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Economic and Social Council

An intense debate unfolded today in the Permanent Forum on Indigenous Issues, as participants in a lively dialogue with the World Intellectual Property Organization (WIPO) pressed the Geneva-based body to reform in ways that afforded greater recognition of indigenous peoples in its decision-making processes and respect for their right to safeguard, preserve or promote traditional resources as they saw fit.
The United Nations Permanent Forum on Indigenous Issues today again rang with strong calls on former colonial Governments to reassess their constitutional arrangements and restore the “first nation” status of native peoples, and on the Catholic Church to openly denounce the centuries-old “Doctrine of Discovery”, which many civil society representatives said was the “shameful” root of the humiliation and marginalization indigenous people still suffered today.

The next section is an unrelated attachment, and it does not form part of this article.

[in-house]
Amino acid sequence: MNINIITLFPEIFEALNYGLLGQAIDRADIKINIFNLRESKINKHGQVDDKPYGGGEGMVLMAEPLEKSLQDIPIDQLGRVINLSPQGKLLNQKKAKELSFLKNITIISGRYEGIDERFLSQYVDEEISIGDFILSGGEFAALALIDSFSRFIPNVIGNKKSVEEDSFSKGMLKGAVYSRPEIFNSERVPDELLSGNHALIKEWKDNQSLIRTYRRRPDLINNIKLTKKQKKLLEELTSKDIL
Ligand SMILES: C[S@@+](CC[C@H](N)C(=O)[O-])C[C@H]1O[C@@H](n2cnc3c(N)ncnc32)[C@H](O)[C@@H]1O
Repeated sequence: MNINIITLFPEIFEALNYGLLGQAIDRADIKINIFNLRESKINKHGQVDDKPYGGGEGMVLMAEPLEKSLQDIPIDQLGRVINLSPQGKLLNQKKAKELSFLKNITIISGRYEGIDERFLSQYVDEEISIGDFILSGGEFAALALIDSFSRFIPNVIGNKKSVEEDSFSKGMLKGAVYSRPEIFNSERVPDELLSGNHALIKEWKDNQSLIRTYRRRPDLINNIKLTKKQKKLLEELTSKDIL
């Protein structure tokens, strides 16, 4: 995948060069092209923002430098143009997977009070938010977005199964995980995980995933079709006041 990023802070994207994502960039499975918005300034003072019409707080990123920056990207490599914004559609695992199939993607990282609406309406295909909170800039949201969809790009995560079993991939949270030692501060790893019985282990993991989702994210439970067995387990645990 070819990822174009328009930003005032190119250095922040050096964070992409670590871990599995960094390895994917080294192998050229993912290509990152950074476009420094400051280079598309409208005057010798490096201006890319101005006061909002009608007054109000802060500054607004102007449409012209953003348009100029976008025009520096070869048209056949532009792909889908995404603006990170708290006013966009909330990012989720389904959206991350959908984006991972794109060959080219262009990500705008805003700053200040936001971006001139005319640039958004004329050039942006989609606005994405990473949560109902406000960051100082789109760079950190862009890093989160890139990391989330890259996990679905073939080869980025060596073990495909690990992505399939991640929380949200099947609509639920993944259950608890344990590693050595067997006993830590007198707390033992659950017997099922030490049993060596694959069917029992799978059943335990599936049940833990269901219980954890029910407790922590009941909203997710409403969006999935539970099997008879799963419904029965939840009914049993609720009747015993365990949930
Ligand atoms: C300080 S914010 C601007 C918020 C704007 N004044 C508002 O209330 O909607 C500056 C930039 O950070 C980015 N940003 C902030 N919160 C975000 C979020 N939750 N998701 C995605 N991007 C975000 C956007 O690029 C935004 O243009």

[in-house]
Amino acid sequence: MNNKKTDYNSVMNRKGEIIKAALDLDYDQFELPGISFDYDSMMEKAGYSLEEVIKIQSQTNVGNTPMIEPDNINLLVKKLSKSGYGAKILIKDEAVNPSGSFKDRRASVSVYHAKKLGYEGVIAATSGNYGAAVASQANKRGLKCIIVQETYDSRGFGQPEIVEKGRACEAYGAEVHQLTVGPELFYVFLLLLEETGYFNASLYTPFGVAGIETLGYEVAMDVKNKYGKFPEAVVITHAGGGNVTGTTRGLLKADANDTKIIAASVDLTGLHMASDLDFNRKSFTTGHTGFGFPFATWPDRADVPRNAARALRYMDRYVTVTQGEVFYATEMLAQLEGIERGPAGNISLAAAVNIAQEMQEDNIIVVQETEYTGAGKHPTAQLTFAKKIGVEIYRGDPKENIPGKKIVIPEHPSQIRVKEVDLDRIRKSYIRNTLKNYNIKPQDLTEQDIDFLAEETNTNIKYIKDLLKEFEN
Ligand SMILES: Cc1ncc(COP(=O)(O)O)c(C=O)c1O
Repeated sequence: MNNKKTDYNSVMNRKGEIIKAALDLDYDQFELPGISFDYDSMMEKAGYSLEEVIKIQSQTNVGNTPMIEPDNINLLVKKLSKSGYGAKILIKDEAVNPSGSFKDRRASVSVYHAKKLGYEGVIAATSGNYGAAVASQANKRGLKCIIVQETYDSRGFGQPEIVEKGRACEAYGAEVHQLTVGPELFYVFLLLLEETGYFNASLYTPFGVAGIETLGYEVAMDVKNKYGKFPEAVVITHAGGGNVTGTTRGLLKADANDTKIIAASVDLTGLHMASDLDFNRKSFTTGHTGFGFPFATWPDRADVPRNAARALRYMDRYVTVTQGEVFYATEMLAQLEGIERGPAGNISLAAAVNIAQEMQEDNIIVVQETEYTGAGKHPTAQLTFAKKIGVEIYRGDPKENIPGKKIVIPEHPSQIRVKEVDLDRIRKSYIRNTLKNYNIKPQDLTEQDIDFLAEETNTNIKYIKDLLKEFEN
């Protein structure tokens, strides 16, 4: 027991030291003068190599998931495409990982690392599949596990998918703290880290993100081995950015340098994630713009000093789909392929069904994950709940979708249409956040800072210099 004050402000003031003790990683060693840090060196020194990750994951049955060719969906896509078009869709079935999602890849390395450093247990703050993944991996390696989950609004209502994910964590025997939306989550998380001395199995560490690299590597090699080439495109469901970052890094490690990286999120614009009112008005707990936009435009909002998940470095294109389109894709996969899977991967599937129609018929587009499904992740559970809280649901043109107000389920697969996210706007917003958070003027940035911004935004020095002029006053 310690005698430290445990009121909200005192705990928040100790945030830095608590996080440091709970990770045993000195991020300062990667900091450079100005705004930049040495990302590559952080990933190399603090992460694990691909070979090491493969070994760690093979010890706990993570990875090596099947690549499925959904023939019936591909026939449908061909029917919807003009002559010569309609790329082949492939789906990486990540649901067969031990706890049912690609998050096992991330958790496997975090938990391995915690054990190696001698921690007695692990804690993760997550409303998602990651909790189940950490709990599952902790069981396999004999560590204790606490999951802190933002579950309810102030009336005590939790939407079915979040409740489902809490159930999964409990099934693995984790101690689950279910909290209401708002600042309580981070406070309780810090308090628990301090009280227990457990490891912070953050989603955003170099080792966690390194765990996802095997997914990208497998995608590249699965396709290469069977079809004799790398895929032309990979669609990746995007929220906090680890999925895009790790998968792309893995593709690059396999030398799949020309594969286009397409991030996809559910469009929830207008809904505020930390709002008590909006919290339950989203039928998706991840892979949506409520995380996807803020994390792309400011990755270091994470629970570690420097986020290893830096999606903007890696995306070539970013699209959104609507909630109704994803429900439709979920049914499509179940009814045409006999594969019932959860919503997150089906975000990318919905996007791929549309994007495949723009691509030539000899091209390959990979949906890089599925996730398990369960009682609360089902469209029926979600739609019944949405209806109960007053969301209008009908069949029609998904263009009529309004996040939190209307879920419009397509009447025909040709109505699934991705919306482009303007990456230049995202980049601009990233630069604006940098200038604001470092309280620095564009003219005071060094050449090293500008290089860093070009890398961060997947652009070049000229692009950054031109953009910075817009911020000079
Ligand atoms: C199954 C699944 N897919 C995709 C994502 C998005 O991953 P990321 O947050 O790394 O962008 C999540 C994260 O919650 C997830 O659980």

The Doctrine of Discovery had been used for centuries to expropriate indigenous lands and facilitate their transfer to colonizing or dominating nations, speakers in the Permanent Forum on Indigenous Issues stressed today, urging the expert body to study the creation of a special mechanism, under United Nations auspices, to investigate historical land claims.
Indigenous peoples must be involved “every step of the way”, and only with their free, prior and informed consent, in all efforts to define priorities and programmes for their sustainable and culturally appropriate development, Deputy Secretary-General Asha-Rose Migiro said this morning, opening the eleventh session of the United Nations Permanent Forum on Indigenous Issues.
Many youth delegates had spoken candidly about their experiences and expectations throughout the week-long session, said Population Commission Chairman late Friday following adoption of a key draft resolution, reminding members that “what really matters is what happens outside this room, when we are back in our capitals,” where, “we have to walk the talk, to move from paper to people.”